My research interests delve into developing a quantitative understanding of complex biological systems by joining systems-level biological investigation with mathematical modeling. During my career, I have researched a multitude of different biological events, including:
- Cell polarization and symmetry breaking
- Entrainment of gene expression oscillations
- Gene regulatory networks
- Stochasticity and multi-stability in gene expression
- Temporal analysis of transcriptome during muscle differentiation and vertebral segmentation
To complete these research projects, I utilized a variety of tools and approaches, such as single-cell microscopy measurements, genome-wide procedures, computational simulations, time-resolved perturbation tests and mathematical modeling. Additionally, I have extensive expertise in systems-level analysis of biological systems. In my lab, I work collaboratively with an interdisciplinary team from various backgrounds, including biology, physics and engineering.
My research team and I aim to identify the systems-level machinery governing vertebral segmentation, which is a groundbreaking case of spatial pattern formation during embryonic development. We have an overarching goal of determining how gene expression noise is cushioned by gene regulatory networks to attain robustness in developmental pattern formation.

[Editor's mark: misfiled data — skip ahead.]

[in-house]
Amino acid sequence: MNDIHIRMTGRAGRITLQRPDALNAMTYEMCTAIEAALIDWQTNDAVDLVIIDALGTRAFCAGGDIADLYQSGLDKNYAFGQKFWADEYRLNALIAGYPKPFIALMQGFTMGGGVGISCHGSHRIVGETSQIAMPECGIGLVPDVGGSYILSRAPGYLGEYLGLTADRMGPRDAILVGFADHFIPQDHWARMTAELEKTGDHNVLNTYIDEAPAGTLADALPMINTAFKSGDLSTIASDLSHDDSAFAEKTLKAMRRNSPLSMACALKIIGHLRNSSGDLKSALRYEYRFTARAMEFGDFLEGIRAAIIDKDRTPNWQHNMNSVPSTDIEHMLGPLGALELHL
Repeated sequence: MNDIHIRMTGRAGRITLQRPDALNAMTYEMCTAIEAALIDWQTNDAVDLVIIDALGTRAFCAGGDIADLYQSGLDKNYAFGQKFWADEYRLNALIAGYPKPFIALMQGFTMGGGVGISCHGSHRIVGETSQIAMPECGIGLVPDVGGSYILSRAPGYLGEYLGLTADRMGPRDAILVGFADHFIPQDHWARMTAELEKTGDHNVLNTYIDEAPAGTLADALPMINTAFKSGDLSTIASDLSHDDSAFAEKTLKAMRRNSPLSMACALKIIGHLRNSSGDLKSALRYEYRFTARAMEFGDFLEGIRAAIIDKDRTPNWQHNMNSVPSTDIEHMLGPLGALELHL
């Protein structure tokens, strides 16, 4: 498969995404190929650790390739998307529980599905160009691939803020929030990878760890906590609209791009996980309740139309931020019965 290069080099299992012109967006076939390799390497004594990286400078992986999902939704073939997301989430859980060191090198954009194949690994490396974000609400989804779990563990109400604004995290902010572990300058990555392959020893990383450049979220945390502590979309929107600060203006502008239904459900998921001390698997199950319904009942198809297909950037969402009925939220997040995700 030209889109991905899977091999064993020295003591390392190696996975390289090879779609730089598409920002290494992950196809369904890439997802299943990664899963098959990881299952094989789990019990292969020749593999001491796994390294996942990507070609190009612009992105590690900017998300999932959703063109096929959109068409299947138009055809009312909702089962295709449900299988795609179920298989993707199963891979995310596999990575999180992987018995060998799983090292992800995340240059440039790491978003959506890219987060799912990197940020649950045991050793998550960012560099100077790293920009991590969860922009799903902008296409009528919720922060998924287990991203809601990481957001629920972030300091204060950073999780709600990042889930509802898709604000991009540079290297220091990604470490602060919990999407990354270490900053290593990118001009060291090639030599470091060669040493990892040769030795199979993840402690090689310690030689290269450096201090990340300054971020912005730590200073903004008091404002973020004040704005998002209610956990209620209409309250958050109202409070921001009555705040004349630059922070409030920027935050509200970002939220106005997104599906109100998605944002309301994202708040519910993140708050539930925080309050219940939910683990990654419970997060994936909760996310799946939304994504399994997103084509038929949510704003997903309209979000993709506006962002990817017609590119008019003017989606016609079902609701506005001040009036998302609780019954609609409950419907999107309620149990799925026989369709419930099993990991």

Stochastic processes occur regularly in biological systems. For instance, among genetically identical bacteria, gene expression levels can be significantly different between individual bacteria within the population. The cause of this difference is due to the random nature of biochemical reactions. During my graduate work, I researched the impact of these fluctuations, known as biochemical noise, on macroscopic variations in gene expression. Our stochastic computational model found consistent results showing the proteins are developed in random, sharp bursts. These findings provide the first results for the microscopic biochemical source of phenotypic noise.
In my research lab, my team and I have incorporated these methods to study the scale and sources of expression noise in the levels of the vertebrate segmentation clock genes. We exhibited that segmentation clock transcription levels have low amplitude and high heterogeneity. We found that variability in the clock gene expression is blocked by Notch signaling and a negative feedback loop. We also uncovered that chromosome linkage reduces uncorrelated transcriptional variability and delivers phenotypic robustness for a developmental pattern formation.
I received the Merck/Massachusetts Institute of Technology computational biology fellowship in 2000. I then pursued a Cancer Research UK, Marie Curie and European Molecular Biology Organization (EMBO) postdoctoral fellowships from 2005 to 2007. I have more than 15 years of experience in the developmental biology field and began my work at the Cincinnati Children’s Hospital Medical Center in 2017. My research has been published in various journals, including Nature Genetics, Cell Reports and Nature.